Once the center of student life, Tirey Hall is now a venerable location for high-profile events and university functions.
The magnificent front steps and the classic clock centered on the red bricks just below the peaked roof of Tirey Hall’s entrance paint an iconic image of Indiana State University. The fourth oldest building on campus, Tirey has aged gracefully as it has transitioned from a classic student union to a structure that is an elegant venue for meetings, performances and events.
“It’s had a hundred lives,” said Paul Edgerton, emeritus vice president for student affairs and a 1960 graduate of Indiana State. “It was the center of campus. Everything that happened in terms of student activities was generated in that building.”
From hosting Friday night dances and visiting dignitaries to serving as a meeting place for students, a setting for special events and speakers and convocation series to storage space, Tirey Hall has remained an important fixture at Indiana State even as the university expanded its borders both north and west, shifting the center point of campus from the Quadrangle to Hulman Memorial Student Union.
Used today for Board of Trustees meetings among other events and also housing Tilson Music Hall, Tirey’s early days are etched as fond memories Edgerton and others have of the building in its heyday when it was the center of student life.
“Tirey was unique,” Edgerton said. “There was a food service area called ‘the grill.’ When you walked in, it just had that collegiate feel.”
Michael Jack, ’65, recalled being a working student who was literally down to his last dime one day before payday. His choices were to buy a can of Campbell’s soup to eat or go to the grill, where he could meet with friends and have a cup of coffee.
“The soup and the coffee each cost a dime,” he said. Hunger ceded to coffee and camaraderie, and he spent his 10 cents at Tirey, which plays a role in many of his college recollections.
“It was a classic union building,” said Jack, a Brazil, Ind., native who graduated with an accounting degree and has held various executive positions with major corporations. He was a participant in the first Trike race, a 10-lap race around the Quad on children’s tricycles that started in front of Tirey.
Built in 1940 as the Student Union Building for $440,000, it was renamed Tirey Hall in 1963 in honor of Ralph Noble Tirey, Indiana State’s president from 1934 to 1953. When the building, a Public Works Administration-funded project, was dedicated in March 1940, First Lady Eleanor Roosevelt gave the dedication address, and Metropolitan soprano Rose Bampton performed.
Tilson Music Hall, the 1,500-seat auditorium housed in Tirey was named in honor of Lowell Mason Tilson, a faculty member and chairperson of the music department from 1915 to 1940.
Many famous speakers from past presidents to noted journalists and scientists, as well as musical and theatrical performances, still grace the Tilson stage.
Linda Eldred, ’63, worked at the university for 40 years before retiring in 2003 as the associate director of Student Life Programs and advisor to the Union Board.
“I spent my lifetime in the union,” Eldred said of Tirey Hall. “That building means an awful lot to me.”
Aside from being “architecturally the prettiest building on campus,” Eldred said Tirey was “a home-away-from-home. It was a meeting place, a place for discussions and activities. It created a community.”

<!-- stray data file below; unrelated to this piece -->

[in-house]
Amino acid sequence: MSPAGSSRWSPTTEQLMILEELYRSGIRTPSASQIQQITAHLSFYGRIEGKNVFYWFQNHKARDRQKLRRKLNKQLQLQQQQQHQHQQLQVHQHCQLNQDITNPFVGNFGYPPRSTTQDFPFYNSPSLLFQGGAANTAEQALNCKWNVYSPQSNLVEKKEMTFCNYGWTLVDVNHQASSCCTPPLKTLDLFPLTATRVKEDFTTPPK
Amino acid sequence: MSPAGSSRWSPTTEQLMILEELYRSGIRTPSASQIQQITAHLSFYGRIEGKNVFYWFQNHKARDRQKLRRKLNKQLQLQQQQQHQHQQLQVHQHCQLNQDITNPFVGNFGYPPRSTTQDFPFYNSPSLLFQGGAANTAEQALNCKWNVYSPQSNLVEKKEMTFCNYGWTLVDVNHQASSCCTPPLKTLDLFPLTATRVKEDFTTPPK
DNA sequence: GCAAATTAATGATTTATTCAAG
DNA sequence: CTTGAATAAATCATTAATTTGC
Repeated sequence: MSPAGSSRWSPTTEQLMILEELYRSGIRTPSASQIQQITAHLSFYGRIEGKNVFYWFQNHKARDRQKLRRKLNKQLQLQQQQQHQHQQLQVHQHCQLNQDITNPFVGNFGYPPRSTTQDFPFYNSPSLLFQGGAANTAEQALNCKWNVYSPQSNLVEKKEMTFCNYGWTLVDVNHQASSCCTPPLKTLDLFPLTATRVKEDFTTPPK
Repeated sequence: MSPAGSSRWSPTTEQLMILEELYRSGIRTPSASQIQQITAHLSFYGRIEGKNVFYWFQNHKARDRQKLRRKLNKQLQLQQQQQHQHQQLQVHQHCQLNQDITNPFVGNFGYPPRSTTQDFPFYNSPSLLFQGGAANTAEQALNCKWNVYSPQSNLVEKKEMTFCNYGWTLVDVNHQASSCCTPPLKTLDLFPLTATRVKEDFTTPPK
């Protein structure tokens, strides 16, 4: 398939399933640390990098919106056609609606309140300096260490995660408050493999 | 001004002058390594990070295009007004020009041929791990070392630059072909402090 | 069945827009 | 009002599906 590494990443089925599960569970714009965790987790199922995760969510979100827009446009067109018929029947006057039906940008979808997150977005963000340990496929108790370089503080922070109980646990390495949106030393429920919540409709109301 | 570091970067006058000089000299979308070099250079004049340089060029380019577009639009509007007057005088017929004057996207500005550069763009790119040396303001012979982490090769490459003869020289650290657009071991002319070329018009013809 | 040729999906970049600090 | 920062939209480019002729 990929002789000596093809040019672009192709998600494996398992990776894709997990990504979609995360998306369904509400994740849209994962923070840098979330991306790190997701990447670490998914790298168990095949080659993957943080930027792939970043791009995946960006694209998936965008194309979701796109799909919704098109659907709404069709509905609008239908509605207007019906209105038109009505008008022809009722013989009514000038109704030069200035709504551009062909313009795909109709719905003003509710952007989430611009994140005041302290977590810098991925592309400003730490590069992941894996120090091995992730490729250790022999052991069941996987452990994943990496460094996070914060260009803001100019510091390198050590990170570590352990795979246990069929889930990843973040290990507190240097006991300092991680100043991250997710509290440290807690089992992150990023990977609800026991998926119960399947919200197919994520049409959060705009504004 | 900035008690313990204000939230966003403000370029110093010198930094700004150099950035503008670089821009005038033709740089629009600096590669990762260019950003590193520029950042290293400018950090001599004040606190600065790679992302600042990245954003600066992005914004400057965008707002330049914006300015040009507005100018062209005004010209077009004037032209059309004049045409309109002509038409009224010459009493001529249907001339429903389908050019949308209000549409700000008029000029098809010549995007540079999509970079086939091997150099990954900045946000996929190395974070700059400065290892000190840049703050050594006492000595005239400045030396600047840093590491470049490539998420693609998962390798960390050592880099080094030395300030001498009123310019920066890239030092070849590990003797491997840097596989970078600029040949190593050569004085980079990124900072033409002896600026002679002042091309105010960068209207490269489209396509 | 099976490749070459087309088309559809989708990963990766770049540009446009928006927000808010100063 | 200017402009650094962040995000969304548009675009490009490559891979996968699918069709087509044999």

As a student majoring in elementary education, Eldred got involved with the Union Board, initially doing decorations for events. She spent hour upon hour in the building, making memories and unbeknownst to her, setting the foundation for what would become her life’s work.
In 1963, the university hired her. She had planned to have a long career as an elementary teacher, but she was approached while completing her student teaching about a new, full-time position with the Union Board.
“I got the job, and I began working with just a great group of students. They were on fire and really got things done,” she said, recalling the ballroom being the site of plant shows and art shows. She also put together an art festival that was held for two weeks each year at Tirey.
“I was there to grow the Union Board and expand its programs,” she said. One such program was bringing in local bands to play for dances after football games.
“I was a chaperone. It was hopping. We had lots of kids come to the dances,” she said.
Tirey served the university well as the home of the student union for many decades, and Eldred guided hundreds of Union Board students in their efforts to create a thriving campus life.
As time passed and student enrollment increased, it became clear in the 1980s, Edgerton said, that Tirey would not meet the needs — in terms of space or location — as a union building.
“We needed a union more designed for campus and enrollment in a location where it was easier to walk through it than around,” he said.
However, everyone recognized that Tirey was a trademark of the campus and should remain a functional building, which it has.
“I dearly love that union building,” Eldred said. “It had so much meaning to me because it changed my life. It led me on new paths.”
She recalled her last day on the job before her retirement.
“I went in to kind of say goodbye to the building,” she said. She walked through its corridors, reflecting on the many great times and special moments there.
“I walked around and the memories just flooded back to me. So many memories.”
It was finally time for her to depart.
“We had an elevator connected to the Elks building, and our secretary got stuck in it all the time. I was moving my last load of things from my office, and I got stuck on that elevator for about 30 minutes,” she said. “That’s when I thought, ‘This union building doesn’t want me to leave.’”
And while she did leave, Tirey is near to her heart, as it is to so many people who have traveled and continue to travel its halls.